Vanity Fair: The tales behind the ultimate portfolio

From the stunningly intimate to the truly spectacular, 'Vanity Fair' sets the benchmark for celebrity photography. As its greatest portraits go on show, Rob Sharp tells the tales behind the ultimate portfolio
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The Independent Culture

Imagine you are a Hollywood agent, managing a gamut of demanding A-List clients, including people who can claim to be among the most recognisable faces on earth. In all likelihood, there are quite a lot of things on your "to do" list. Get them a spot on Letterman. Check. Make sure they are snapped emerging from the restaurant du jour with a photogenic twentysomething. Check. Make sure they don't advocate any slightly ridiculous religions on YouTube. Er, check.

But at the top of this list – several hundred rungs above it, in fact – there is one photograph worth a thousand television appearances. This one will mark your client's ascendancy into a pantheon of celebrities that are seemingly not of this world; a collection of Olympians who have appeared in a publication, which since its inception nearly a hundred years ago, has documented the crème de la crème of the world's famous in all their glittering guises. You will lie, cheat and steal to get your client into its hallowed pages because that publication – if you dare speak its name without a sharp intake of breath – is Vanity Fair.

If Hollywood is a dream factory, then this magazine is its ethereal brochure.

Established in 1913 by the publisher Condé Nast, Vanity Fair has always been at the cutting edge of high-society magazine journalism, a fact made clear by its abundantly good looks. Think of any classic celebrity photography during your lifetime – Mario Testino's shots of the late Princess Diana, Annie Leibovitz's pregnant Demi Moore – and the chances are they were first published in this magazine. It has launched the careers of a who's who of magazine photographers since its inception – Edward Steichen, Cecil Beaton, Bruce Weber, Helmut Newton, Testino, Leibovitz, to name a few.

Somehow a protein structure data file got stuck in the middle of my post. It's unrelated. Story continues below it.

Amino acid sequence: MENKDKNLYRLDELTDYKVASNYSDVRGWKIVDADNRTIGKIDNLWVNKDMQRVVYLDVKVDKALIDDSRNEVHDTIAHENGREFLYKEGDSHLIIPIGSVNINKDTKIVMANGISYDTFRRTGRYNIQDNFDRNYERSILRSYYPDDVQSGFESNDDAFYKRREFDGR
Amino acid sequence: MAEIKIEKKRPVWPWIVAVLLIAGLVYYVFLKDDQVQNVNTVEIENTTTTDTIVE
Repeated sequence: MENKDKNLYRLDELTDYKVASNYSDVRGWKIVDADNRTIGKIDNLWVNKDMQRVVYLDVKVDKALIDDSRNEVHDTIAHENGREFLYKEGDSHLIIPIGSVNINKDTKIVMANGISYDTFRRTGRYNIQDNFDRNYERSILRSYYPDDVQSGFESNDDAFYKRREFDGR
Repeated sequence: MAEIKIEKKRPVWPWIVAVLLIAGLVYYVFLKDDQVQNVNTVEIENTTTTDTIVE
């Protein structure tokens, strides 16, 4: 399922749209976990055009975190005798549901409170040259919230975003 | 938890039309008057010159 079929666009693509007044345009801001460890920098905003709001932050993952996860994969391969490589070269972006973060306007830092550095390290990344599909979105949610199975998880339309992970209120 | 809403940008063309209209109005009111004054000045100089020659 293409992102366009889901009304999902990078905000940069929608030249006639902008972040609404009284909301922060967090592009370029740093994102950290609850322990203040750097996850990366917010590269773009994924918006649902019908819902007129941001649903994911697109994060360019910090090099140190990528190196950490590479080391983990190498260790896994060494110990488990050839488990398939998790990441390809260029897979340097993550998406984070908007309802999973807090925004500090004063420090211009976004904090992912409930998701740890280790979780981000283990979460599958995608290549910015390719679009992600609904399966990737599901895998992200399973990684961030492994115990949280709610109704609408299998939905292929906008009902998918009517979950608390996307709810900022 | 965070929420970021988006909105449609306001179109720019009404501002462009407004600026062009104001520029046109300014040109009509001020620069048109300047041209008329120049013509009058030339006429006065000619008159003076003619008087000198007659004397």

"They seem to me to be the ultimate documenter of our time, in probably the most sophisticated way," says Testino, who first shot for the magazine with Madonna in November 1996. "Before working for them I was always amazed by the content, the constant surprises. You never really knew exactly what you were going to see."

Next month sees an exhibition of 150 of Vanity Fair's defining images open at the National Portrait Gallery in London – a selection of which are published here. Vanity Fair Portraits: Photographs 1913-2008 aims to show the diversity and breadth of the Vanity Fair portfolio. Those featured are just a small taster of what is to come. But what a taster.

From Julia Roberts, shot in crumpled couture by Herb Ritz in 1993, to Hilary Swank leaping down Malibu Beach in front of the lens of Norma Jean Roy in 2004, each picture captures the bright young things of their day. Even the archive shots have a freshness and vigour in them that, decades later, still seems incredibly contemporaneous. Take the 1929 shot of actors Douglas Fairbanks Junior and Joan Crawford sitting back to back on the beach. Its breezy candour is miles ahead of its time.

"Douglas Fairbanks Junior was a columnist for the magazine, as was his father before him, and he and Joan Crawford were recently married," says exhibition curator and Manhattan-based Vanity Fair creative David Friend, of the shot. "They posed in a similar way to the way his father had in a photograph at a beach in Malibu. The photographer, Nickolas Muray, was a fencer with Fairbanks Senior and Junior became friends with him. So, it was him and his new bride. It's pretty rare to see a picture that feels so fresh: it feels almost like a 35mm photograph. At that time you would often see a square or vertical picture, but this has a really modern feel to it. Even though it is clear the photographer has set it up – it's too perfect not have been massaged – there is a spirit in the picture that feels more relaxed."

The picture shows us a naturalism which has always been a Vanity Fair staple. Whether it is Fairbanks and Crawford relaxing by the beach, or Weber's intimate shots of Sam Shepard and wife Jessica Lange sharing a moment, the pictures have acted like a portal to another world for readers, giving them unparalleled access to their heroes.